What is Hardfacing in Welding and How Can You Apply It?
Welding is typically a process of joining two pieces of material using the heat generated by an electric arc and often a filler material to add and strengthen the resulting joint. However, the same basic technique can be used in other ways by adjusting a few parameters. A primary example is plasma cutting, which is largely the same as arc welding but with a controlled jet of gas used to melt and blow away material to cut rather than combine.
A similar adjustment of parameters leads to hardfacing. Some think of hardfacing as a complex and advanced technique that only the most experienced welding operators can pull off. Others just consider it an irritation and not worth the time and effort required to perform it. What is it, though, and how can you use the process? Let’s discuss.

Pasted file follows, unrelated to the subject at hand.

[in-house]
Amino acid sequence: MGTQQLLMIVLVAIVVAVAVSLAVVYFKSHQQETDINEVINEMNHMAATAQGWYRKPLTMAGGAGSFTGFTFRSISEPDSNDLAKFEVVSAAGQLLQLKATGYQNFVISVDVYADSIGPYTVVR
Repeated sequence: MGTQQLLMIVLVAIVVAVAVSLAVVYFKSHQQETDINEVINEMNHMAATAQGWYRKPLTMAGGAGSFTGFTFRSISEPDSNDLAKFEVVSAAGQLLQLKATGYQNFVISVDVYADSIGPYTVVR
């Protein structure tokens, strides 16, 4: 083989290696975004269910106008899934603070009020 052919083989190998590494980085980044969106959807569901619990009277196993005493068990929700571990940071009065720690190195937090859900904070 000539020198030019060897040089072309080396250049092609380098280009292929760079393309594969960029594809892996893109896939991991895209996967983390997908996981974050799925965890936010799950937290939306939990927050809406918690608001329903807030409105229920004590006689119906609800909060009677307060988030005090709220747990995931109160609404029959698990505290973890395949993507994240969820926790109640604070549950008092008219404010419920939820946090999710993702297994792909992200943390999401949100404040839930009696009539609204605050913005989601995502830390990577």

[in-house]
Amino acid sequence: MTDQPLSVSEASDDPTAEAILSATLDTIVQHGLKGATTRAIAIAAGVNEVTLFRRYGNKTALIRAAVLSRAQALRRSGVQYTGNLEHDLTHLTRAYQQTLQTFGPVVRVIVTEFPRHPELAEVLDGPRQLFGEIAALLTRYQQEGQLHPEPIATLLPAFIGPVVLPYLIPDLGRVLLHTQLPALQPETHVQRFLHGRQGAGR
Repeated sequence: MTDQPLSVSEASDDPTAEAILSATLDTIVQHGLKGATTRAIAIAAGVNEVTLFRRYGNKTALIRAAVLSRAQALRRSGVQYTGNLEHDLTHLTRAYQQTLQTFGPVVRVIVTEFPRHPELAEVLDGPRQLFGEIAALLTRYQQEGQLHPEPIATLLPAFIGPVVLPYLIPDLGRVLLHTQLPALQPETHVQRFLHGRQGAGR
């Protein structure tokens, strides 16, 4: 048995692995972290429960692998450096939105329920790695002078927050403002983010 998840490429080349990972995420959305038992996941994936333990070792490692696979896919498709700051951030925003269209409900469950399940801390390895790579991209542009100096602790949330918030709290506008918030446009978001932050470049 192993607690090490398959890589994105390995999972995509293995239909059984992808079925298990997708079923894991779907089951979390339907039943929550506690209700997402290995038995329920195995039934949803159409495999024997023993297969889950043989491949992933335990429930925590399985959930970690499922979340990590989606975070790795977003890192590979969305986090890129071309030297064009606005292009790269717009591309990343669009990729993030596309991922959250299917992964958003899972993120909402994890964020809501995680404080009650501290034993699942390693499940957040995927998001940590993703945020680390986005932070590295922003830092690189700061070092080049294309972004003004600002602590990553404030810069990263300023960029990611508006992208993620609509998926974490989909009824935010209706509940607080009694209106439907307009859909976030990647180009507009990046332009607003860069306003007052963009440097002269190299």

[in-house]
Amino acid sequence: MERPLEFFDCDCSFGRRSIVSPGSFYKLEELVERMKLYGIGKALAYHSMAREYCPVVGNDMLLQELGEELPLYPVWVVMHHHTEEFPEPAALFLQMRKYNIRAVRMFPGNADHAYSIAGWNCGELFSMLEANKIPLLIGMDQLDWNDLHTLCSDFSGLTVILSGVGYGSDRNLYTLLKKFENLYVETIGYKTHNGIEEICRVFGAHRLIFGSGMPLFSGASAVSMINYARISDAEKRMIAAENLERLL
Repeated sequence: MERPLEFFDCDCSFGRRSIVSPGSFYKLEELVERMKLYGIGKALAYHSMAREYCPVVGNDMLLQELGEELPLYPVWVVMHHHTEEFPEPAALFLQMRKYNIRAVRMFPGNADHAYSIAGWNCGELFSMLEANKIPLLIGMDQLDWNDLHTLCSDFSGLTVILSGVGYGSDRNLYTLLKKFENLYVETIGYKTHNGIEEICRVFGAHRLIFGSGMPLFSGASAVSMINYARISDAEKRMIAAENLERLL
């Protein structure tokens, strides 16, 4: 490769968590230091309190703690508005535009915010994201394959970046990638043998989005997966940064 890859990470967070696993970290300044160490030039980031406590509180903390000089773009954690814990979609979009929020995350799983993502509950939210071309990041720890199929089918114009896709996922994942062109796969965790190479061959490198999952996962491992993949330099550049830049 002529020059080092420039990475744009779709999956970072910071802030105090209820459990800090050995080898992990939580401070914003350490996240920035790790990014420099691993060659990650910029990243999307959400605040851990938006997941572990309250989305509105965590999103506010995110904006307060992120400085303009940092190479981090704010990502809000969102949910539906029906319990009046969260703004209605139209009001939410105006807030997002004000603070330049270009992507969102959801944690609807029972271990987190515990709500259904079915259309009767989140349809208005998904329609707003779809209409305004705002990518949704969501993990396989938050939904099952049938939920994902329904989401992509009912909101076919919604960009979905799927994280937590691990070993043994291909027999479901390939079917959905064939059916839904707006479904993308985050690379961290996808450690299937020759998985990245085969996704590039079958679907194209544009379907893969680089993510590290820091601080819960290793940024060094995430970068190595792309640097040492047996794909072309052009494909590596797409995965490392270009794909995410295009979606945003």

What is Hardfacing and How Does it Work?
Hardfacing is a process where you use the general concept of welding – specifically the deposition of material – to coat the outside of a base metal with a tougher, harder metal. This can make the resulting workpiece more durable, more resistant to abrasion, wear, and damage, and expand its longevity. Hardfacing is performed using specialized electrodes or filler rods but largely uses the same kind of arc welding process to melt those fillers onto the surface of the base material.